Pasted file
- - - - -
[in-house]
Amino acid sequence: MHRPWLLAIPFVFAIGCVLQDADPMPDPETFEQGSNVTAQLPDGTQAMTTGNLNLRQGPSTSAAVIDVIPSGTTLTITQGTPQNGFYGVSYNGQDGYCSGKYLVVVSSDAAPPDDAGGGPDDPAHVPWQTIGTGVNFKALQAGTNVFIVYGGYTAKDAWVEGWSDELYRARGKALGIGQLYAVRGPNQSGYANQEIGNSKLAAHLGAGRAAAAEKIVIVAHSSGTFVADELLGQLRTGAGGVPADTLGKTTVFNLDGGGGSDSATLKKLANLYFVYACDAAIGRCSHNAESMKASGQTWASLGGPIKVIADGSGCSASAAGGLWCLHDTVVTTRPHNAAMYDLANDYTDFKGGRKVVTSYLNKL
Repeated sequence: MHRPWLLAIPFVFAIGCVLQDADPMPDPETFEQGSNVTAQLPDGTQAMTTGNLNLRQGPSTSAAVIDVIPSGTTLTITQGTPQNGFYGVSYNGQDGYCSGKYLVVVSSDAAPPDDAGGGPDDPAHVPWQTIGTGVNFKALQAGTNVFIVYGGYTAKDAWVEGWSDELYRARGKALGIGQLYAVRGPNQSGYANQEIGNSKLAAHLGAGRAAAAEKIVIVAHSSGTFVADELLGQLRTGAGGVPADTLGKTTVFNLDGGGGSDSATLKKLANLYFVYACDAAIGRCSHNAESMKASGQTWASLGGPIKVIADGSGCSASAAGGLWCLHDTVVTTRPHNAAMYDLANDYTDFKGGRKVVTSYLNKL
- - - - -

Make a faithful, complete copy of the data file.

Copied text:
[in-house]
Amino acid sequence: MHRPWLLAIPFVFAIGCVLQDADPMPDPETFEQGSNVTAQLPDGTQAMTTGNLNLRQGPSTSAAVIDVIPSGTTLTITQGTPQNGFYGVSYNGQDGYCSGKYLVVVSSDAAPPDDAGGGPDDPAHVPWQTIGTGVNFKALQAGTNVFIVYGGYTAKDAWVEGWSDELYRARGKALGIGQLYAVRGPNQSGYANQEIGNSKLAAHLGAGRAAAAEKIVIVAHSSGTFVADELLGQLRTGAGGVPADTLGKTTVFNLDGGGGSDSATLKKLANLYFVYACDAAIGRCSHNAESMKASGQTWASLGGPIKVIADGSGCSASAAGGLWCLHDTVVTTRPHNAAMYDLANDYTDFKGGRKVVTSYLNKL
Repeated sequence: MHRPWLLAIPFVFAIGCVLQDADPMPDPETFEQGSNVTAQLPDGTQAMTTGNLNLRQGPSTSAAVIDVIPSGTTLTITQGTPQNGFYGVSYNGQDGYCSGKYLVVVSSDAAPPDDAGGGPDDPAHVPWQTIGTGVNFKALQAGTNVFIVYGGYTAKDAWVEGWSDELYRARGKALGIGQLYAVRGPNQSGYANQEIGNSKLAAHLGAGRAAAAEKIVIVAHSSGTFVADELLGQLRTGAGGVPADTLGKTTVFNLDGGGGSDSATLKKLANLYFVYACDAAIGRCSHNAESMKASGQTWASLGGPIKVIADGSGCSASAAGGLWCLHDTVVTTRPHNAAMYDLANDYTDFKGGRKVVTSYLNKL